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In response to a student demand last fall, the first work camp ever to originate in an educational institution will open in Grafton, N.H. next summer under the sponsorship of Phillips Brooks House and American Defense, Harvard Group, it was announced yesterday by Raymond Dennett '36, graduate secretary of P.P.H.
For the seven weeks between June 27 and August 15, 18 to 20 college men, including a maximum of 15 from Harvard, will reconstruct a dam which was washed out fourteen years ago, causing considerable crop damage since then by allowing annual floods to prevent planting.
Since last fall, representatives of P.B.H. have been locating possible reconstruction sites through the Water Resources Board of New Hampshire. Grafton was finally settled upon because there was no question of interference with local labor, and the citizens of the town were particularly anxious to have the work done.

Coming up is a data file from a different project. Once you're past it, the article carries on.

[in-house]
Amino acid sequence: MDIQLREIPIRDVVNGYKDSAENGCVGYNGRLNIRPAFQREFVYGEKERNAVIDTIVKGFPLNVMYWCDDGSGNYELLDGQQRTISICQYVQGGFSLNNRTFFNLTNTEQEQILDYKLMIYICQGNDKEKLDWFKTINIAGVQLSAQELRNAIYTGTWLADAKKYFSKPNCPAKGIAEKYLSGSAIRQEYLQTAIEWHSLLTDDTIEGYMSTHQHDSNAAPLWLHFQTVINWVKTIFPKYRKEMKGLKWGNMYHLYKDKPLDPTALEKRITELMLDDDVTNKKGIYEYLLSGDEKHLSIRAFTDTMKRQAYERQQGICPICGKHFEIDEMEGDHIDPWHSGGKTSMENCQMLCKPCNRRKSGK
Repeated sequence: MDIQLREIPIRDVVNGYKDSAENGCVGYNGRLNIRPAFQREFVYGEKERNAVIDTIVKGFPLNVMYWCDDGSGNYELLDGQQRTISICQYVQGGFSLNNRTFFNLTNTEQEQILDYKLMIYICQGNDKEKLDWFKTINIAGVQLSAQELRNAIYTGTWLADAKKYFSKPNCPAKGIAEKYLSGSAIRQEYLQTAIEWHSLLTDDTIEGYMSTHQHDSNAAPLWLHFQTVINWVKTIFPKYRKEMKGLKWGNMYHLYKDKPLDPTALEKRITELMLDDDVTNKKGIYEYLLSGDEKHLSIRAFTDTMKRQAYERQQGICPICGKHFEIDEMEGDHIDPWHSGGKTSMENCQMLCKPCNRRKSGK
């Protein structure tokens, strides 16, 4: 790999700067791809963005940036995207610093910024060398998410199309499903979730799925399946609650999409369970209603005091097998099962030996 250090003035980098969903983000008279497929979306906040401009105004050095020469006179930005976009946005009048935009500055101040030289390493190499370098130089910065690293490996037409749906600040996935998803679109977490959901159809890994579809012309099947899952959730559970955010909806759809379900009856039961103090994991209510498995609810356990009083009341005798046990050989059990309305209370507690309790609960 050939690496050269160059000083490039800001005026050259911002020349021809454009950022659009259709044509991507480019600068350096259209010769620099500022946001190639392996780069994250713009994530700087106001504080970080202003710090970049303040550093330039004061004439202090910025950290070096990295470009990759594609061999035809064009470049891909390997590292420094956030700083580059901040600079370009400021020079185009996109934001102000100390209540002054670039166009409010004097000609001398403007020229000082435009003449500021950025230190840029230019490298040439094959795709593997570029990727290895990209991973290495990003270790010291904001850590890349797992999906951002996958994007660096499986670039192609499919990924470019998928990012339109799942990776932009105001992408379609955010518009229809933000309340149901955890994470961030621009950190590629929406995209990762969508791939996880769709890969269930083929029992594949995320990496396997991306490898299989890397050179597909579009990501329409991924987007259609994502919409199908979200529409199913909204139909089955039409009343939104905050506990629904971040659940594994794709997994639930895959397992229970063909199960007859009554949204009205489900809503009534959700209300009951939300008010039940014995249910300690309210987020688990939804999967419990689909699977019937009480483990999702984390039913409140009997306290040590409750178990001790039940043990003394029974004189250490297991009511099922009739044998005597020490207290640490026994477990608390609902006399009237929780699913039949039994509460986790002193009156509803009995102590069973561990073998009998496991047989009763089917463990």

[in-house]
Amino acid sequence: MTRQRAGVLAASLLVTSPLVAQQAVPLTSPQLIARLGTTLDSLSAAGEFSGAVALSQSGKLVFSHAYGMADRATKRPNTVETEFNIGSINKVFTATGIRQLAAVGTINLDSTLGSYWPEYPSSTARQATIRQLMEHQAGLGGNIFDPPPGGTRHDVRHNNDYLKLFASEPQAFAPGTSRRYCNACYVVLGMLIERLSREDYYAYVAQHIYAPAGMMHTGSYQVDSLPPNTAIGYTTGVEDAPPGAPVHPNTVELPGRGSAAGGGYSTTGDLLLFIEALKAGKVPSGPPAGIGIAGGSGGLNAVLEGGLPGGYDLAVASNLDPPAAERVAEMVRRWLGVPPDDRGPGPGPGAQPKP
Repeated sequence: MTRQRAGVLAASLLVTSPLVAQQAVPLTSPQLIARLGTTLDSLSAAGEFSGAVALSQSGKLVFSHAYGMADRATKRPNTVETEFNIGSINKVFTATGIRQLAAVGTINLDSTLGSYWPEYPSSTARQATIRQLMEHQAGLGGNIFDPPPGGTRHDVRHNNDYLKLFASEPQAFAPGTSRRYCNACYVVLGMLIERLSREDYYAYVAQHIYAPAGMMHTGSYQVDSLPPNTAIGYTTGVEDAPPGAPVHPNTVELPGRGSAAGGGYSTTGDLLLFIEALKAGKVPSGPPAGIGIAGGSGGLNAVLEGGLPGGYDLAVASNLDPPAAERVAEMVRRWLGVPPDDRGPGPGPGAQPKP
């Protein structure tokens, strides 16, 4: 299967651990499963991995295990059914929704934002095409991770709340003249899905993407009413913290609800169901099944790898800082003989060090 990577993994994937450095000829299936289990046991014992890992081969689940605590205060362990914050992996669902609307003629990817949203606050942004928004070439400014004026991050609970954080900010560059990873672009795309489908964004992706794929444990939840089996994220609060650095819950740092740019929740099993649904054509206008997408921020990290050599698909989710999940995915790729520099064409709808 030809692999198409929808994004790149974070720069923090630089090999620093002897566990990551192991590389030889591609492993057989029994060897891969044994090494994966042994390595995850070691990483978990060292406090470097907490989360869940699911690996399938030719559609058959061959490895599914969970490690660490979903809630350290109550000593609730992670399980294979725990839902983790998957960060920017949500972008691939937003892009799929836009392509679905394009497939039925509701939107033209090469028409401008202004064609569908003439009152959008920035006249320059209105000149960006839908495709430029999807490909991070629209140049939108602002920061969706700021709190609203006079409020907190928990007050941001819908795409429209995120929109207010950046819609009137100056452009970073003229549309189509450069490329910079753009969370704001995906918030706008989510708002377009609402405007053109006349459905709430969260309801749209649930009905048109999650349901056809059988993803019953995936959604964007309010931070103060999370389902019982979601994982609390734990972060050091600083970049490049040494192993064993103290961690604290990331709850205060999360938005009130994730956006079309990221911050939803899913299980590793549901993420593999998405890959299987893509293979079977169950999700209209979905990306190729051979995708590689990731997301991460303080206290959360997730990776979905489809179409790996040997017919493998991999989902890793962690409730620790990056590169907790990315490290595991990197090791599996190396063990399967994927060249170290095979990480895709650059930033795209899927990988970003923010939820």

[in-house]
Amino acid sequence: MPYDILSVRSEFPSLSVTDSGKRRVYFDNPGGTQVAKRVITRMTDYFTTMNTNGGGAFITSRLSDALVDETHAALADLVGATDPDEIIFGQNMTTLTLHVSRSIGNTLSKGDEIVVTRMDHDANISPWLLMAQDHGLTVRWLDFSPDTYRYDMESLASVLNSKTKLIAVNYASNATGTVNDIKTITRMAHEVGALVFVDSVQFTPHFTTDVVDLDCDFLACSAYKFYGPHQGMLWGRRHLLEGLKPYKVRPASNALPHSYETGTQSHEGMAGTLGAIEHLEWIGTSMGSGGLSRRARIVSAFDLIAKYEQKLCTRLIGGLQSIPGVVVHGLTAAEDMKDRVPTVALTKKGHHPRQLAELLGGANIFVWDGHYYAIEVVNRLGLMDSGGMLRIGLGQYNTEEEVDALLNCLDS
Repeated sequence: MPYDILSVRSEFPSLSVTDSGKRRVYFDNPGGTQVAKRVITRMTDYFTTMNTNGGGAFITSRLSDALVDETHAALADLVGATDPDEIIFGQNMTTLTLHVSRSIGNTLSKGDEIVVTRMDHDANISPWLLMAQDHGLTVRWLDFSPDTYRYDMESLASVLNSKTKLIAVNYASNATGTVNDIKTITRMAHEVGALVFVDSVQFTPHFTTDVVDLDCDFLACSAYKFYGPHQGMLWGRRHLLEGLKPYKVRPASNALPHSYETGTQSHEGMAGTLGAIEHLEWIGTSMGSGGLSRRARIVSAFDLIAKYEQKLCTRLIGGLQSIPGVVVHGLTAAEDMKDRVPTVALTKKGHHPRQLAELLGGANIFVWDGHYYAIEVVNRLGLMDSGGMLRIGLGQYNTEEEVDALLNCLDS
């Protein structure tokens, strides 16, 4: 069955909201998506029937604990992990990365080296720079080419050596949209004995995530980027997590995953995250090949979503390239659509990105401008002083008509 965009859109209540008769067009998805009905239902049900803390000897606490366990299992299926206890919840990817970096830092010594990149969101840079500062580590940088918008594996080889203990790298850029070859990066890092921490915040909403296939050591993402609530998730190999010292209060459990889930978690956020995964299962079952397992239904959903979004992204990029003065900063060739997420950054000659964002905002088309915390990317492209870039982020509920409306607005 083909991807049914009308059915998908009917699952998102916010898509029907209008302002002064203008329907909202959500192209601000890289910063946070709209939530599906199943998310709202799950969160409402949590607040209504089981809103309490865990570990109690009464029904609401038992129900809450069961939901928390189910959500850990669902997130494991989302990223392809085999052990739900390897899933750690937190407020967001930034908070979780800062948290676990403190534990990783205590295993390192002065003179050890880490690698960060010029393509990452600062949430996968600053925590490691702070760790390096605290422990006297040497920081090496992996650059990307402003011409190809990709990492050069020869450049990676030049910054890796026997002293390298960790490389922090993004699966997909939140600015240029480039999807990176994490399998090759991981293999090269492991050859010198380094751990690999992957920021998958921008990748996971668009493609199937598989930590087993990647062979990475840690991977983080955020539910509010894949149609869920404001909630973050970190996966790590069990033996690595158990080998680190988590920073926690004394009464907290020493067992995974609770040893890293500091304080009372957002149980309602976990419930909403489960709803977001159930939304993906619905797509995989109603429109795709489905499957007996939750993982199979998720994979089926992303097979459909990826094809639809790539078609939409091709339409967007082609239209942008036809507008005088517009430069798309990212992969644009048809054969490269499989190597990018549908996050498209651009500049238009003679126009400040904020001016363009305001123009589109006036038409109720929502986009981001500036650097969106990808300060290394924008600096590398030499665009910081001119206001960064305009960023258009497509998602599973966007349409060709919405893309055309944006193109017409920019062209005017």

At its annual town meeting recently, the town taxed itself to the extent of $1200 to provide materials and equipment for the project, and in addition it has put five houses at the disposal of the group, which will include, beside Harvard students, six to eight college girls.
From the social service worker's viewpoint the experience will be valuable for the opportunity it offers to become acquainted with the people of the community and their problems.
Possible deficits were underwritten for $150 by the Faculty Defense Group, and for $325 by a vote of the Brooks House cabinet approved by the committee. Each of the workers is to contribute $65, although scholarships may take a large slice out of the amount.
Camp policy is in the hands of a committee headed by Francis T. Spaulding '16, dean of the School of Education, aided by Dumas Malone, director of the University Press, Eliot D. Pratt '27, of Work Camps for America, Raymond Dennett, Thomas H.E. Quimby '30, assistant secretary of P.B.H., and Frederick R. Rosenberg '41, one of the originators of the plan.
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